Thursday, September 14, 2006

Daf Yomi - Sukkah 12 - Sukkah-A Life Saver

The Gemara earlier on Daf 2 states that according to Rabbah, the Chachamim maintain that a Sukkah whose s’chach is higher than twenty Amos is invalid, because it is said: so that your generations shall know that I made the Jewish People dwell in Sukkos. Since the purpose of the Sukkah is to remind us that Hashem protected the Jewish People in the Wilderness, we say that if the s’chach is within twenty amos of the ground, then one is aware that he his sitting in a Sukkah. If the s’chach is higher than twenty Amos, however, a person is not aware that he is sitting in a Sukkah, because one cannot see the s’chach.

The Bach writes that whenever one performs a mitzvah that is biblically ordained, he is required to have kavanah, focusing on the intention of the mitzvah. The mitzvah of Sukkah is unique in that one must also be mindful of the fact that Hashem made the Jewish People dwell in Sukkos, i.e. the Clouds of Glory, in the Wilderness. One must wonder why Sukkah is unique in this regard in contrast to all other mitzvos.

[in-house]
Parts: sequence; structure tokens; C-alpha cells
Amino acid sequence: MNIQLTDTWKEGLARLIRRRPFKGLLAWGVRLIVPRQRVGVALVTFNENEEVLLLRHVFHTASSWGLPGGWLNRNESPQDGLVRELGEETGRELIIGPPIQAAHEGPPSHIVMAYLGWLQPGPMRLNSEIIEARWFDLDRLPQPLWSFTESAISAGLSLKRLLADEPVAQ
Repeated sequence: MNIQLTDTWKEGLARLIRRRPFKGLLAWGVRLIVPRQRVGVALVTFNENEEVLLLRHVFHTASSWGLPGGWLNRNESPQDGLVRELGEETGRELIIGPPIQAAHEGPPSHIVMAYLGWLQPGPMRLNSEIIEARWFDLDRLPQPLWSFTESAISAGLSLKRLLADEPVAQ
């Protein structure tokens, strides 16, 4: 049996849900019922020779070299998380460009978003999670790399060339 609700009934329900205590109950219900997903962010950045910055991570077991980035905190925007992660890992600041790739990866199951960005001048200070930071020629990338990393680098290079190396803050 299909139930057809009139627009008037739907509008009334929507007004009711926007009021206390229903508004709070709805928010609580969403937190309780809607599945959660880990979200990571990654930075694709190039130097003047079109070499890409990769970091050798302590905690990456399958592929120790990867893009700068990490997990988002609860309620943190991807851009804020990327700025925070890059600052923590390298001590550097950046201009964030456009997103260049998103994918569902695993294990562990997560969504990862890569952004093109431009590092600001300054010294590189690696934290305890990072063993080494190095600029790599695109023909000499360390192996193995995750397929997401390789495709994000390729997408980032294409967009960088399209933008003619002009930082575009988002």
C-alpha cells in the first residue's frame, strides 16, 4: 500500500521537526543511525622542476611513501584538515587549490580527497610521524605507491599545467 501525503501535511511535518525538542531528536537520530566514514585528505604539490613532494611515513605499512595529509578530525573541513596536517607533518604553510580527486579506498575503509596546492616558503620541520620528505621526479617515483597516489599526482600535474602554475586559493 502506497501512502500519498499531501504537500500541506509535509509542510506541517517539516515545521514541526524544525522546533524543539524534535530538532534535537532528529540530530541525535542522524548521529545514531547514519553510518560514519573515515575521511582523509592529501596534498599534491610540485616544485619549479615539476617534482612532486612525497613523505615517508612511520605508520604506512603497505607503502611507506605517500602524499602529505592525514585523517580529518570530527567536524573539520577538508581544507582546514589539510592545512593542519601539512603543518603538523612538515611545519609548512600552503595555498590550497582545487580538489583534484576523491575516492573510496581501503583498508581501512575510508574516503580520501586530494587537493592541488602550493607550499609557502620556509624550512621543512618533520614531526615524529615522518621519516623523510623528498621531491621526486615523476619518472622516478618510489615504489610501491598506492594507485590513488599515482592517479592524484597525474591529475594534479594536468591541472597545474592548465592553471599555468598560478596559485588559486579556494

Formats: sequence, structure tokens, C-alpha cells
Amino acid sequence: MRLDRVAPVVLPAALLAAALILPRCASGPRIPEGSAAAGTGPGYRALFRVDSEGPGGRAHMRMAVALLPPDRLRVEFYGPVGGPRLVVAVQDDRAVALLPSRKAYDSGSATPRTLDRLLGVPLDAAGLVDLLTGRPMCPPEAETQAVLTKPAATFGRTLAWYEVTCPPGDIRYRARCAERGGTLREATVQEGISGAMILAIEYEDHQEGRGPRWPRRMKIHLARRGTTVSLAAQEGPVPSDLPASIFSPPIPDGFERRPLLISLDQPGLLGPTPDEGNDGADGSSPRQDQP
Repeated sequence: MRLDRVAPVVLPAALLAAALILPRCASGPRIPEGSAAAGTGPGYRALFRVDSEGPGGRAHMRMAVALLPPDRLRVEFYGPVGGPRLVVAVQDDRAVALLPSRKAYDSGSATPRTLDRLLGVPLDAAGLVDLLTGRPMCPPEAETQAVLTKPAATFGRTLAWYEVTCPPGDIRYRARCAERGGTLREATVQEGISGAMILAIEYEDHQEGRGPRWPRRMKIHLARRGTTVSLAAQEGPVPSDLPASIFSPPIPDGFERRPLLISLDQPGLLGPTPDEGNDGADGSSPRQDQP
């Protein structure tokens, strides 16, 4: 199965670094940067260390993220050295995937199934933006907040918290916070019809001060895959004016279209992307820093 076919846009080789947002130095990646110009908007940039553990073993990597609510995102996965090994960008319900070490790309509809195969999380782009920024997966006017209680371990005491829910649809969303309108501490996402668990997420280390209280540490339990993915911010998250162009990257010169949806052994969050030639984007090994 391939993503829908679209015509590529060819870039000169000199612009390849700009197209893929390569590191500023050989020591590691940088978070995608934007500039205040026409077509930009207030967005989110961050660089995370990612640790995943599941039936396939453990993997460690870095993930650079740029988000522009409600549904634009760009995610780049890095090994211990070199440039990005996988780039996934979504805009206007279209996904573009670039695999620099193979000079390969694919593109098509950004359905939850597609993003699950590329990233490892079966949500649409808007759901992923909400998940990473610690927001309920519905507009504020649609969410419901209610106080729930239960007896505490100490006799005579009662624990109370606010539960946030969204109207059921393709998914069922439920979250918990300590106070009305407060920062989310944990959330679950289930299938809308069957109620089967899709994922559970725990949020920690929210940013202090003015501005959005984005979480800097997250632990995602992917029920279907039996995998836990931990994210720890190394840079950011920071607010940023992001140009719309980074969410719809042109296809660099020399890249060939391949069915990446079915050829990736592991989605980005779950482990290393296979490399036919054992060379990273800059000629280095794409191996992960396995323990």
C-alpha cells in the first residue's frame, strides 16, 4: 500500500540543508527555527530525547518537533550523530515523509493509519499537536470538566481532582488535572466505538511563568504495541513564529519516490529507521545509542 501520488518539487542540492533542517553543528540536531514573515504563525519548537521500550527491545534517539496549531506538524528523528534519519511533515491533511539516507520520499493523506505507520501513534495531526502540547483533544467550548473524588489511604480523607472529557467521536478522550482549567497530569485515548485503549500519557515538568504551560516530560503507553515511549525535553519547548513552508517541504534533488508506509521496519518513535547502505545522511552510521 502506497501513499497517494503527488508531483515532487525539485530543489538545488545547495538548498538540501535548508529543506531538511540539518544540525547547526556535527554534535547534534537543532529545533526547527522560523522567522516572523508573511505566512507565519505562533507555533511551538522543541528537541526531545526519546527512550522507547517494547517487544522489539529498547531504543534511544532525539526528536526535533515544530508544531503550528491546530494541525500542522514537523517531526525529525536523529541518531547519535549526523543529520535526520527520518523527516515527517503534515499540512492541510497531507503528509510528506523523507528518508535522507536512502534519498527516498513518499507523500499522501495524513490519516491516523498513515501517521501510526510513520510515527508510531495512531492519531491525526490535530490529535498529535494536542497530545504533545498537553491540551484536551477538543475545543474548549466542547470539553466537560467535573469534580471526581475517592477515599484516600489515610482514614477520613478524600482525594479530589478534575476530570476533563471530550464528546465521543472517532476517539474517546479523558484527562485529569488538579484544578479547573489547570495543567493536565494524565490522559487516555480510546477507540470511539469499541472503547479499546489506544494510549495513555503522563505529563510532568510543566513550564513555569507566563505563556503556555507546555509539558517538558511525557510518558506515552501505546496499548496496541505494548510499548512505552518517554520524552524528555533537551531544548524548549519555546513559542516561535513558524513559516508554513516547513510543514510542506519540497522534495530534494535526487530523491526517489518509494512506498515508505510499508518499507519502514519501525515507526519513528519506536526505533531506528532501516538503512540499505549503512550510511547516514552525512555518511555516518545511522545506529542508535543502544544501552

The explanation for this ruling is that the Vilna Gaon writes that we commemorate Sukkos on the fifteenth of Tishrei as a reminder that after the sin of the Golden Calf, Hashem removed the Clouds of Glory, and they only returned after Yom Kippur and the Jewish People were granted atonement for their grievous sin. The Clouds of Glory protected the Jewish People from their enemies, as is evident from the battle with Amalek. If not for the Clouds of Glory, the Jewish People would have been vulnerable to attacks from their enemies, and they may have been annihilated.

The mitzvah of remembering that Hashem surrounded the Jewish People with the Clouds of Glory is not just symbolic, but a demonstration of our gratitude to Hashem for saving our lives. This is why the mitzvah of Sukkah is unique in that we need to have kavanah that Hashem surrounded us with the Clouds of Glory in the desert.